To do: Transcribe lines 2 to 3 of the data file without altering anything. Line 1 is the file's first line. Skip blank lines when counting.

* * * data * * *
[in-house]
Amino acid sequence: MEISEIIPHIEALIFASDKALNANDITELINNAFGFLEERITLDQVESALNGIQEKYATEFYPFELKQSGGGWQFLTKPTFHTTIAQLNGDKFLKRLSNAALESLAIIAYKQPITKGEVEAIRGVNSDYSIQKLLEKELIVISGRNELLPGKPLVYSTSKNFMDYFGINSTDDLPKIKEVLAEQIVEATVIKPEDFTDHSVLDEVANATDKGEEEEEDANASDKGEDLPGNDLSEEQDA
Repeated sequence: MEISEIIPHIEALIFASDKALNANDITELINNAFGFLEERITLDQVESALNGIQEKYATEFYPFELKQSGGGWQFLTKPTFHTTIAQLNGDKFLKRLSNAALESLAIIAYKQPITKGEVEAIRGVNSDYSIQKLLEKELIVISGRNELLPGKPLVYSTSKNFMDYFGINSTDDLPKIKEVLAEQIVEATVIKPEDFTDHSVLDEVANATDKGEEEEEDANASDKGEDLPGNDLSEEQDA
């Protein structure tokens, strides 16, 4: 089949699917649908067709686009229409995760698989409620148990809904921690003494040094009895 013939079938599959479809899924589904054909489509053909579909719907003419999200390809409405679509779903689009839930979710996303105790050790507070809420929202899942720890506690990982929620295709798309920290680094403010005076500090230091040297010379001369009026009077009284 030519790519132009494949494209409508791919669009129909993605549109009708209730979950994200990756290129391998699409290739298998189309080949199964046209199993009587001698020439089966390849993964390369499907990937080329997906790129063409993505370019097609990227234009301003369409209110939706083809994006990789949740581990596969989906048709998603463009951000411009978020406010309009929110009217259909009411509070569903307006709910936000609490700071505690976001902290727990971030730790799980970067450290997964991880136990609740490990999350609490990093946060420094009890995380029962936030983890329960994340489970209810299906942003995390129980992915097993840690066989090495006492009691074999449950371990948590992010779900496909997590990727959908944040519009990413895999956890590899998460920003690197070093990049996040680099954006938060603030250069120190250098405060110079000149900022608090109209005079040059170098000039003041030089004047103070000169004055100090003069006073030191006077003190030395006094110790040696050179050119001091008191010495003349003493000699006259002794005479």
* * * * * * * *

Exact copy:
Amino acid sequence: MEISEIIPHIEALIFASDKALNANDITELINNAFGFLEERITLDQVESALNGIQEKYATEFYPFELKQSGGGWQFLTKPTFHTTIAQLNGDKFLKRLSNAALESLAIIAYKQPITKGEVEAIRGVNSDYSIQKLLEKELIVISGRNELLPGKPLVYSTSKNFMDYFGINSTDDLPKIKEVLAEQIVEATVIKPEDFTDHSVLDEVANATDKGEEEEEDANASDKGEDLPGNDLSEEQDA
Repeated sequence: MEISEIIPHIEALIFASDKALNANDITELINNAFGFLEERITLDQVESALNGIQEKYATEFYPFELKQSGGGWQFLTKPTFHTTIAQLNGDKFLKRLSNAALESLAIIAYKQPITKGEVEAIRGVNSDYSIQKLLEKELIVISGRNELLPGKPLVYSTSKNFMDYFGINSTDDLPKIKEVLAEQIVEATVIKPEDFTDHSVLDEVANATDKGEEEEEDANASDKGEDLPGNDLSEEQDA